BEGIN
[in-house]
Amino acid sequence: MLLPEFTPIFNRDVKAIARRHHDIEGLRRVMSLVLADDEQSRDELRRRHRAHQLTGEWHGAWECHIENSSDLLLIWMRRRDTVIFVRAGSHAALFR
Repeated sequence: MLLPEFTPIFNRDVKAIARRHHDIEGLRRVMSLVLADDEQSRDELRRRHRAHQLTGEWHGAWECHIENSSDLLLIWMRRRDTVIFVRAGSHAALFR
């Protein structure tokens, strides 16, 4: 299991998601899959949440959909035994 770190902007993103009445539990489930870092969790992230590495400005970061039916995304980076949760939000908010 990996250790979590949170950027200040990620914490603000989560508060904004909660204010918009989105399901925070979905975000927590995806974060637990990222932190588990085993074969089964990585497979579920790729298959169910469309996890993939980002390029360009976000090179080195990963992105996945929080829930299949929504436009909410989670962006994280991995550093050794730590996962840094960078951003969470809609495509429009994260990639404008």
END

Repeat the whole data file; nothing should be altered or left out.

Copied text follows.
[in-house]
Amino acid sequence: MLLPEFTPIFNRDVKAIARRHHDIEGLRRVMSLVLADDEQSRDELRRRHRAHQLTGEWHGAWECHIENSSDLLLIWMRRRDTVIFVRAGSHAALFR
Repeated sequence: MLLPEFTPIFNRDVKAIARRHHDIEGLRRVMSLVLADDEQSRDELRRRHRAHQLTGEWHGAWECHIENSSDLLLIWMRRRDTVIFVRAGSHAALFR
């Protein structure tokens, strides 16, 4: 299991998601899959949440959909035994 770190902007993103009445539990489930870092969790992230590495400005970061039916995304980076949760939000908010 990996250790979590949170950027200040990620914490603000989560508060904004909660204010918009989105399901925070979905975000927590995806974060637990990222932190588990085993074969089964990585497979579920790729298959169910469309996890993939980002390029360009976000090179080195990963992105996945929080829930299949929504436009909410989670962006994280991995550093050794730590996962840094960078951003969470809609495509429009994260990639404008």